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    ABSTRACT: Background: Active for life year 5 (AFLY5) is a school-based intervention, based on social cognitive theory, which aims to promote healthy levels of physical activity and healthy eating by improving a child's self-efficacy to make healthy choices, their knowledge of how to make such choices and prompting parents to support their children to make healthy choices. Previously published results showed no effect on the three primary outcomes and beneficial effects on three of nine secondary outcomes (time spent screen-viewing at weekends, consumption of snacks and of high energy drinks). This paper aims to determine the effect of the intervention on potential mediators. Methods: We conducted a cluster RCT of a school-based intervention, with allocation concealed by use of a remote system. The study was undertaken in the South West of England between 2011 and 2013. Participants were school children who were age 8-9 years at baseline assessment and 9-10 years during the intervention. Potential mediators were assessed at the end of the intervention. The intervention consisted of teacher training, provision of all materials required for lessons and homeworks and written materials for school newsletters and parents. The ten potential mediators were child-reported self-efficacy for physical activity and fruit and vegetable consumption, perceived parental logistic support and modelling for their child's physical activity, parental efforts to limit their child's sedentary behaviour and modelling of healthy fruit and vegetable consumption, together with a knowledge assessment. Results: We successfully recruited 60 schools with over 2,221 children; valid data for the 10 mediators were available for 87 % to 96 % of participants. Three of the ten potential mediators were greater in the intervention, compared with the control group: fruit and vegetable self-efficacy 2.2 units (95 % CI: 0.7 to 3.8), assessed on a scale 26 to 130; child-reported maternal limitation of sedentary behaviour 0.5 (0.1 to 0.8), scale 4 to 16; and knowledge 0.5 (0.2, 0.7) scale 0 to 9. Reported maternal limitation of sedentary behaviour and the child's knowledge explained 23 % of the effect of the intervention on reducing time spent on sedentary behaviour at the weekend. There was no effect on other mediators. Conclusions: Our findings suggest that the effect of the AFLY5 intervention on reducing screen-viewing at weekends was partially mediated by an effect on mothers limiting their child's time spent sedentary and on increasing the child's knowledge about healthy behaviour. However, overall our findings suggest that theory driven interventions, like AFLY5, can fail to influence most potential mediators and this may explain the failure of the intervention to improve most primary and secondary outcomes. Trial registration: Current Controlled Trials ISRCTN50133740 . Registered 17/03/2011.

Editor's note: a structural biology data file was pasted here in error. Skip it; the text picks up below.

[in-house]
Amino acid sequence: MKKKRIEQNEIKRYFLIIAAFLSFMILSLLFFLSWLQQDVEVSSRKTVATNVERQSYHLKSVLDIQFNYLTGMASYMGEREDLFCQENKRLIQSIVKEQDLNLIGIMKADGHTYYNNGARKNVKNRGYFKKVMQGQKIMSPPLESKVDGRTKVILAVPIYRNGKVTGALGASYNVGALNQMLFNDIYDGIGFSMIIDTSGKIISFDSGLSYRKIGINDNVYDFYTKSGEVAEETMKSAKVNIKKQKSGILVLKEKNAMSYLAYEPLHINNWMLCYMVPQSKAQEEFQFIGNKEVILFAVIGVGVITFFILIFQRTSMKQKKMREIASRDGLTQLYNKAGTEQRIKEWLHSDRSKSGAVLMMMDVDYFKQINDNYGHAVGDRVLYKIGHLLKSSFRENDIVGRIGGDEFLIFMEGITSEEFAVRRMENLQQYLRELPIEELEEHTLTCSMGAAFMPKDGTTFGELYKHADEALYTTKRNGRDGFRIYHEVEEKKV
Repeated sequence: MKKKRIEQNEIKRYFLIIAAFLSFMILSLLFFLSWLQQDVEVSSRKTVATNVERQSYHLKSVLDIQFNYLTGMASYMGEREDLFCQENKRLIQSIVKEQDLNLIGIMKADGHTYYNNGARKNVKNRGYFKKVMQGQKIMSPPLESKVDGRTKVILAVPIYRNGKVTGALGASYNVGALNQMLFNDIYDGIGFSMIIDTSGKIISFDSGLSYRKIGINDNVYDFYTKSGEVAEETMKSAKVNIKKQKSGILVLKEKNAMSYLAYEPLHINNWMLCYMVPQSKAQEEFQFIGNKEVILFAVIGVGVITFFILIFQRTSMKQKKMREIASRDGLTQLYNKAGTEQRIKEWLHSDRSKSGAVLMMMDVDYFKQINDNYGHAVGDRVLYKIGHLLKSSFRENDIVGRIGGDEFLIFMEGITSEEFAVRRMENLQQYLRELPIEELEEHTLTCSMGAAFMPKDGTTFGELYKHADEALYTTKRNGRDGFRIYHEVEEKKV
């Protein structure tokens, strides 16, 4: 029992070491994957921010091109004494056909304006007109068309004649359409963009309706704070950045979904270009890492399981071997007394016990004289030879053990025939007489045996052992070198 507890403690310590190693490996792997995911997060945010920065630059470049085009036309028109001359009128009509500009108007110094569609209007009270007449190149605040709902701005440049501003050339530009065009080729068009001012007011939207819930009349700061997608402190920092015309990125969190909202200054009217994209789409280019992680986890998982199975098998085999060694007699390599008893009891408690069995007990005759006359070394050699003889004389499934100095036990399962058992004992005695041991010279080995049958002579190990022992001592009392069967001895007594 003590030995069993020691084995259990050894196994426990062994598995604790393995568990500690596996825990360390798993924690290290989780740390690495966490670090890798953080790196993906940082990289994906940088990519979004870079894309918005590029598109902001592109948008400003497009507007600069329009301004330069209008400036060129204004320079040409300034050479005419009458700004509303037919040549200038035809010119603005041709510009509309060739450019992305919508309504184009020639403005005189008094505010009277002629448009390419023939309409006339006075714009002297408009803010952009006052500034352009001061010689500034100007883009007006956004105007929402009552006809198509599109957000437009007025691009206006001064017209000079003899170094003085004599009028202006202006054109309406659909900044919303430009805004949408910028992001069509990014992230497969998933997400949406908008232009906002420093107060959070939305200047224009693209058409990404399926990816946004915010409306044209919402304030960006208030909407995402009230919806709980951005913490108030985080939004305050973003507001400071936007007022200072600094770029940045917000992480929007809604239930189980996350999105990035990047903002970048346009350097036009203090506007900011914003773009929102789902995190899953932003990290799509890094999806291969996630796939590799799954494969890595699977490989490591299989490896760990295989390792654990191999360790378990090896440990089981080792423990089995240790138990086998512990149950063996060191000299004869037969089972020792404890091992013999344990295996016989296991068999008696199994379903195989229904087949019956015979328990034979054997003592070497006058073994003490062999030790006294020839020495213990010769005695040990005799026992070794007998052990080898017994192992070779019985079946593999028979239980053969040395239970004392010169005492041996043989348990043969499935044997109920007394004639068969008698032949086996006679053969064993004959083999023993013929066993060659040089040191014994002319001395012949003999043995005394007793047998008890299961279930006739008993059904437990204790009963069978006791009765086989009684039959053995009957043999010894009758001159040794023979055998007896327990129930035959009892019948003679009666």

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    • "Trotz seiner Beliebtheit lässt sich bislang ein Mangel an Wirksamkeitsnachweisen zu diesem Ansatz konstatieren. Partiell positive Evidenz findet sich in einem aktuellen Cochrane Review, innerhalb dessen auf Basis einer systematischen und kriteriengeleiteten Datenbankrecherche 67 cluster-randomisierte Studien analysiert wurden (Langford et al. 2014 "
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    ABSTRACT: Based on the adoption of the Ottawa Charta for health promotion, schools have long been established as a key setting for the promotion of young peoples and teachers’ health during the past decades. At a conceptual level, different approaches can be distinguished, which focus on the individual as well as their behavior and on the school environment and its development. In recent years, it is increasingly argued that school health promotion has to align itself to educational quality. This article gives an overview of the development of school health promotion and its implementation in Germany. Moreover, based on the current research discussion and practical experience six future challenges are introduced, which need to be addressed to further develop school health promotion in future.